Morphine Sulfate Addiction and Abuse
At the beginning of the 21st century, prescription opioid use became one of the biggest drug-related crises in the United States. Millions of Americans need treatment for severe pain that occurs due to old age or injury, but many medications can be addictive. Opioids attach to receptors in the brain, which then block the transmission of pain messages and release feel-good chemicals that produce a euphoric high.
Morphine is one of the most popular and addictive prescription opioids. The medication is a key contributor to the 3.2 million Americans ages 12 and older who reported misuse of prescription pain-relief drugs in 2017, a statistic that was reported in the Substance Abuse and Mental Health Services Administration’s 2017 National Survey on Drug Use and Health. Understanding how morphine sulfate can become addictive and why people misuse the medication can prevent you or someone you know from developing a dependence on the drug.
Morphine works by interacting with opioid receptors and blocking pain signals from reaching the nervous system, which alters how the body responds to pain. Morphine does not cure the underlying causes of pain but can temporarily reduce the feelings of pain.
Morphine sulfate is a variation of morphine that is chemically conjugated with sulfuric acid, which helps morphine become water-soluble and easily absorbed for treatment. The medication can be taken orally, in tablet or liquid form, or by injection. Morphine sulfate is prescribed in various brand names, including:
- MorphaBond ER
- Arymo ER
- MS Contin
The dosage of morphine sulfate that someone will receive varies based on their type of pain, how severe the pain is and their physical attributes, such as height and weight. In immediate-release tablet form, morphine sulfate is available between 15 and 30 mg. In extended-release tablet form (which is often used to treat chronic pain), there are many other tablet strengths available, all the way up to 200 mg.
Taking the drug consistently can result in a psychological dependence forming, because the person using morphine sulfate mentally associates the drug to a pain-free existence. Physical dependence can develop over time as well, which is what leads to withdrawal symptoms upon attempting to stop using the drug. If you or someone you know uses morphine to treat for pain, take the medication only as prescribed by a doctor.
Other side effects of taking morphine sulfate include: mood changes, hallucinations, severe stomach pain, difficulty urinating and a severe loss of appetite. Some people might be allergic to the medication and experience itching, swelling or difficulty breathing. If any of these effects occur, tell your primary physician immediately.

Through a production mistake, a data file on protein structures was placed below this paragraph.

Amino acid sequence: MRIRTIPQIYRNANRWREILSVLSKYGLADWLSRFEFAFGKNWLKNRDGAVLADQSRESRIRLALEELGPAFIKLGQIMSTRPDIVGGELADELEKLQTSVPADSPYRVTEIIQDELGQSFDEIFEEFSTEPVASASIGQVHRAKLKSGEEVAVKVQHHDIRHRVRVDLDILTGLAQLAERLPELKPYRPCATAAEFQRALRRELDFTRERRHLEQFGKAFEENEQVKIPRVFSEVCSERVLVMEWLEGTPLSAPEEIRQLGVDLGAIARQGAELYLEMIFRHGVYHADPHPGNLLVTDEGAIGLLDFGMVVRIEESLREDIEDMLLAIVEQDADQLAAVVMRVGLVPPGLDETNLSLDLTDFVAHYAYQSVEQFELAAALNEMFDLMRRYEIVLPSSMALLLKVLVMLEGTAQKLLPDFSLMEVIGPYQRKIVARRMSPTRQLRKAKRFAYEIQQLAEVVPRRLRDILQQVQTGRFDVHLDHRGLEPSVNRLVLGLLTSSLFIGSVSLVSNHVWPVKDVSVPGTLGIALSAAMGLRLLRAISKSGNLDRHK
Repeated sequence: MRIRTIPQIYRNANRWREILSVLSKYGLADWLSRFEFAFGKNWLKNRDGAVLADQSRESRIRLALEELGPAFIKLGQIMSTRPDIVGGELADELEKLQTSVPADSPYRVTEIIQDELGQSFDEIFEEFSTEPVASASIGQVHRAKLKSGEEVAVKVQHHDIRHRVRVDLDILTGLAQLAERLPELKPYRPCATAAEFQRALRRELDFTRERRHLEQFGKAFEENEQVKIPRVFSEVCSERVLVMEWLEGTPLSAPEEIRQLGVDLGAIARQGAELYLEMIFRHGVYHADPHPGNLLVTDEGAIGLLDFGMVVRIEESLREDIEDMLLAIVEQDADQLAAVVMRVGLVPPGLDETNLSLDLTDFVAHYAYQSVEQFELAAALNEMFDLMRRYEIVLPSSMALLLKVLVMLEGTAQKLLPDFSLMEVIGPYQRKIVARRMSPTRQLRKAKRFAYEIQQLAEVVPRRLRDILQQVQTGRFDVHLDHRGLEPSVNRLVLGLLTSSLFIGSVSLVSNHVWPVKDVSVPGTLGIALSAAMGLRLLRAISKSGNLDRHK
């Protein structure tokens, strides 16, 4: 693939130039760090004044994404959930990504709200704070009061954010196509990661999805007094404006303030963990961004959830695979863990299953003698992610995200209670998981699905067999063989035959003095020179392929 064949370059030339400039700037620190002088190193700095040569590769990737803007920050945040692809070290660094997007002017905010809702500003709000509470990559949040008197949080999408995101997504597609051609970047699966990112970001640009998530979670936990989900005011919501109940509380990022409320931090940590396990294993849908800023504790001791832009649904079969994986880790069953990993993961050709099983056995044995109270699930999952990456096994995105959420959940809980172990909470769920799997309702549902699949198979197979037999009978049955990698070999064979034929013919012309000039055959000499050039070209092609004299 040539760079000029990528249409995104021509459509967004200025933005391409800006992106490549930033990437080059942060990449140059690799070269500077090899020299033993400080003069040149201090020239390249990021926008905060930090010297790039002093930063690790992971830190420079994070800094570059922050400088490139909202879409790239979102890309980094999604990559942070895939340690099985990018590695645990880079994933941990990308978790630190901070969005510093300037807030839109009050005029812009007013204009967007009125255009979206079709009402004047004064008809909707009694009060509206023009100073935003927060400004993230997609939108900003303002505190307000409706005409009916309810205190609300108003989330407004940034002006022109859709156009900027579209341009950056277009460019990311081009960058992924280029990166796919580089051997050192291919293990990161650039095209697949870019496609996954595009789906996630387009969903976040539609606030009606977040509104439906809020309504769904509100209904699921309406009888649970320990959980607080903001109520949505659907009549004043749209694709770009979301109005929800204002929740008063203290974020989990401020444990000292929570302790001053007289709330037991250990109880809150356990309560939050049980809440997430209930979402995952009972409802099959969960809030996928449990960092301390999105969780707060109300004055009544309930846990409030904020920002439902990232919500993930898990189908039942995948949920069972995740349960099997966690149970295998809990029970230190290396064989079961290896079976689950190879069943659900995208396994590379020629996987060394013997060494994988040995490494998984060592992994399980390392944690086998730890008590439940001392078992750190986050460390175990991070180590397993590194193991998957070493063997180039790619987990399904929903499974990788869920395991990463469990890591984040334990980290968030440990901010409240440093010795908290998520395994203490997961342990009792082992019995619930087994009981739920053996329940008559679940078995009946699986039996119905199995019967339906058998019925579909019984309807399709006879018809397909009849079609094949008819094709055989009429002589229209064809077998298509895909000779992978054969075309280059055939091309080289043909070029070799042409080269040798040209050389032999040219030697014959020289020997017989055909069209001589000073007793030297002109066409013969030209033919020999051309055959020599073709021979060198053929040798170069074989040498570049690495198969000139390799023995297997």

An addiction to morphine sulfate can occur either from a psychological dependence or a physical one. Morphine sulfate reduces feelings of pain, which can increase a person’s happiness. Taking the drug can cause people to mentally link taking the medication to a pain-free and happy existence, which can create a psychological dependence. Even if that person does not have a physical reliance on the substance yet, they might feel a need to take morphine sulfate to achieve happiness.
Physical dependence can occur if the drug is taken consistently and in a large enough dosage. When a person takes opioids, the drug attaches to receptors in the brain and releases dopamine (feel-good chemicals), some of which reduce the sensation of pain. The release of these chemicals causes the body to become accustomed to the drug’s presence in order to produce enough chemicals to maintain a balance. When someone stops taking morphine sulfate, their body reacts negatively through withdrawal symptoms due to a new chemical imbalance that occurs.
Other signs of morphine sulfate addiction include changes to a person’s physical appearance. They might have a change in appetite, lose weight and show a lack of hygiene. Personality changes that could indicate a morphine sulfate addiction include increases in irritation, anxiousness, lethargy, and introversion. Some of the physical side effects of morphine sulfate use — such as constipation, nausea or euphoric feelings — can also be signs of addiction.
Other common side effects of morphine sulfate use include:
Medical Disclaimer: The Recovery Village aims to improve the quality of life for people struggling with a substance use or mental health disorder with fact-based content about the nature of behavioral health conditions, treatment options and their related outcomes. We publish material that is researched, cited, edited and reviewed by licensed medical professionals. The information we provide is not intended to be a substitute for professional medical advice, diagnosis or treatment. It should not be used in place of the advice of your physician or other qualified healthcare provider.
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